As various players in South Africa’s health arena give input into the National Health Insurance, and the form it should take, they are agreed on one thing: its goal to achieve quality universal healthcare for all South Africans.
The recent COVID-19 vaccine rollout is a good foretaste of what is possible for South Africa’s healthcare system through the power of cross-sectoral collaboration – and a great case study for health systems strengthening in other countries too.
The rollout saw the public and private sectors, trade unions and community organisations pooling their resources and expertise to get the vaccines to South Africans as fast as possible, and the campaign showed that the country has the resources and expertise to provide a better, more equitable healthcare service.
The question is how we take these lessons and embed them in a healthcare system that serves all of a country’s citizens, and does so in a sustainable way, while adhering to best practice standards.
The clear answer is through the power of partnership – which has been demonstrated to work both here and in the rest of the developing world. Promoting public-private partnerships (PPPs), can accelerate access and distribution of innovative medications. By working together, government, originator companies, and funders can ensure that patients benefit from the latest advancements in healthcare.
Rwanda, for instance, has made significant progress in managing non-communicable diseases (NCDs) through community-based health insurance schemes. Brazil has successfully implemented a comprehensive primary healthcare approach. These countries have prioritised prevention, early detection, and treatment of NCDs, which can be adapted to the South African context.
Locally implemented initiatives under the global Making More Health (MMH) programme include training community health workers to provide primary care services, supporting local entrepreneurs in developing innovative healthcare solutions, and partnering with NGOs to improve access to healthcare in rural areas. These initiatives have helped address complex healthcare issues by empowering local communities and leveraging local resources.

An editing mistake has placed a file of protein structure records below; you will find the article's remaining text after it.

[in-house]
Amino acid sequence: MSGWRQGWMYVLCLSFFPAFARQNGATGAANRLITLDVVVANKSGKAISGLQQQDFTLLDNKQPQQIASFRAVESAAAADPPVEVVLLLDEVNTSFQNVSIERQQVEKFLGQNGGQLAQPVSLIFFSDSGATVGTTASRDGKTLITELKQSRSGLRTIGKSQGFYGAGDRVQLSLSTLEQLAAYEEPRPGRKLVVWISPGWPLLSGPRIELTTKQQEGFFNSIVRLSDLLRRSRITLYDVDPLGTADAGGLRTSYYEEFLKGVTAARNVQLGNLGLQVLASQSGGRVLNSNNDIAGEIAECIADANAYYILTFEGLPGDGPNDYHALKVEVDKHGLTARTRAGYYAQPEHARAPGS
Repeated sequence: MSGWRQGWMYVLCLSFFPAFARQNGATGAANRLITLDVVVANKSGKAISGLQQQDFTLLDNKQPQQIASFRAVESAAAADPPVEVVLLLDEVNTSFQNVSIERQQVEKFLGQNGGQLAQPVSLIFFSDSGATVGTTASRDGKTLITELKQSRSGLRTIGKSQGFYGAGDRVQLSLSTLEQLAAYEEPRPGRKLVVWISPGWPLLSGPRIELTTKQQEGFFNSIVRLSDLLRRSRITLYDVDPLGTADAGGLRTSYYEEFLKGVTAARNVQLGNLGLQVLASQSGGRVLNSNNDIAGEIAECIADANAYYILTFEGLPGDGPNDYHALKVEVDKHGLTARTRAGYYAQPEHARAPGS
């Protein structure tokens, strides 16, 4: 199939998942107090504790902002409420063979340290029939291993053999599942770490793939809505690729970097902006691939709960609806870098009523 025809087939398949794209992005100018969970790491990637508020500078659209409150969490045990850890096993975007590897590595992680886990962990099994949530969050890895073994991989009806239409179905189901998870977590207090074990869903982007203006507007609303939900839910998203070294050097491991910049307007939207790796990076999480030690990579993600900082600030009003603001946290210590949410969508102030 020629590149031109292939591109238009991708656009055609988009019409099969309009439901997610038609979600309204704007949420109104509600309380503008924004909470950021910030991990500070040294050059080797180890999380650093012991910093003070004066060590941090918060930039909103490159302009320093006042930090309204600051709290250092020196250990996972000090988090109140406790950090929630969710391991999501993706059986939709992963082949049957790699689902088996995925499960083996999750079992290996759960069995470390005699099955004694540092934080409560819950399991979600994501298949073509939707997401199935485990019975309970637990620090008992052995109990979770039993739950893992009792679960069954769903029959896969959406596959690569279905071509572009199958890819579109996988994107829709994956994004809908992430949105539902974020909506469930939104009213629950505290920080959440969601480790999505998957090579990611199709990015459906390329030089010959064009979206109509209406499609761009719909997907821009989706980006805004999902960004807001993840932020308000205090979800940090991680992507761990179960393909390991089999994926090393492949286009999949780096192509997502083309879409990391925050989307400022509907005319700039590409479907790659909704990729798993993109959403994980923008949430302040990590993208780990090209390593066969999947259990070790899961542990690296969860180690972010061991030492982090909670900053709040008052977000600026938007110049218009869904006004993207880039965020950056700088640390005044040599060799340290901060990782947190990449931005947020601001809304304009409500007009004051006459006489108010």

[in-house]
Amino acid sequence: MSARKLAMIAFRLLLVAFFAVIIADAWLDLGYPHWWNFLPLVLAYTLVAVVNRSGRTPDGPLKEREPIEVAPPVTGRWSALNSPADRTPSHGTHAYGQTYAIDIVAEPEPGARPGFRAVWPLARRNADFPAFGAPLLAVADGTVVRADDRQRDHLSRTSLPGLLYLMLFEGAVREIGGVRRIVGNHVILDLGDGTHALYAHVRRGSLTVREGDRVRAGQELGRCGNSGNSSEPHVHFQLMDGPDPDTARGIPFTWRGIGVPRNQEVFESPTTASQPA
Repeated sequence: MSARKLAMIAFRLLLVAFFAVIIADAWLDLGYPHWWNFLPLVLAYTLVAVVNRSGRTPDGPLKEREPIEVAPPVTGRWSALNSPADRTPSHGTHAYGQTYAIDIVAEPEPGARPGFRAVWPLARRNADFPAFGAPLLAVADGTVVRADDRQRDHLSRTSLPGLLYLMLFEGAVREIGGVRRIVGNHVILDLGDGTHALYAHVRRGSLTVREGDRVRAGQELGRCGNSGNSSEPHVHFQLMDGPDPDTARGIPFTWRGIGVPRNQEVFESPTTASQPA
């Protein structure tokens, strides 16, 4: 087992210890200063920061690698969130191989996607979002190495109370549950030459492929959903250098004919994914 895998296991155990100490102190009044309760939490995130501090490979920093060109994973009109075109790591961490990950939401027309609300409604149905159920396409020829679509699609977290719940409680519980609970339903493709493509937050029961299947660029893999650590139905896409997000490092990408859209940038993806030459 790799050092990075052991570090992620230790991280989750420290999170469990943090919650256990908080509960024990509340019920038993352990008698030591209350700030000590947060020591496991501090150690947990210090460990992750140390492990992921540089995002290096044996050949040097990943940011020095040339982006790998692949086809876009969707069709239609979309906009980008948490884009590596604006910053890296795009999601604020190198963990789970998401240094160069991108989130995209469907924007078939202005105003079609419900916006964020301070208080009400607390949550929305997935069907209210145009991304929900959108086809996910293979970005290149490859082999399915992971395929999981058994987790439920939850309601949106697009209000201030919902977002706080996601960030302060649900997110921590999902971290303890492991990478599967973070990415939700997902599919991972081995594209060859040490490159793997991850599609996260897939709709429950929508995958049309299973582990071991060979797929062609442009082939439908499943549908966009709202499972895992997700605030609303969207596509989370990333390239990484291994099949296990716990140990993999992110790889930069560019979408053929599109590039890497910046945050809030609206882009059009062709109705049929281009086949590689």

MMH is a social initiative from Boehringer Ingelheim in collaboration with Ashoka, which combines business and social values to unleash innovation and achieve economic and social progress in healthcare. The objective of this long-term initiative is to source social innovation around the world, to explore unconventional partnerships and business models, and to encourage Boehringer Ingelheim employees.
We must also turn our attention to NCDs, which are a major health threat. The WHO estimates that globally, they are responsible for 74% of all deaths. Research into South Africa’s NCD states can play a crucial role in health systems strengthening by identifying the most prevalent diseases, understanding their risk factors, and informing evidence-based policies and interventions. This would help target resources more effectively and improve health outcomes.
This requires robust health data, hosted on a digital infrastructure, which would promote data-sharing among healthcare providers, and encourage the use of standardised data collection methods. This would help create a more accurate picture of the population’s health needs and enable better decision-making across the entire health ecosystem.
We also need to make sure we retain our world-class doctors, and address our critical nursing shortage – it’s estimated we need about 26 000 additional nurses to fill the gap. Without sufficient personnel to deliver healthcare, all the best intentions in the world will not deliver universal health coverage.
We must invest in improving the working conditions and incentives for healthcare professionals in the public sector, strengthen primary healthcare services, and promote collaboration between public and private providers. This would help to ensure that the expertise and experience of these professionals is effectively employed to benefit the broader population.
Moreover, increased collaboration with innovator companies in the private sector, many of whom are already involved in initiatives to strengthen the health system, would ensure patients receive the right treatment while expanding reach across the entire population. This would help tackle inefficiencies, streamline processes, and enable better resource allocation.
The fundamentals of health system strengthening in South Africa include adequate financing, a well-trained and motivated healthcare workforce, efficient supply chain management, and strong governance and leadership. Addressing these gaps – through partnership and collaboration – would help build a more resilient and responsive healthcare system and ensure that South African citizens have access to better healthcare.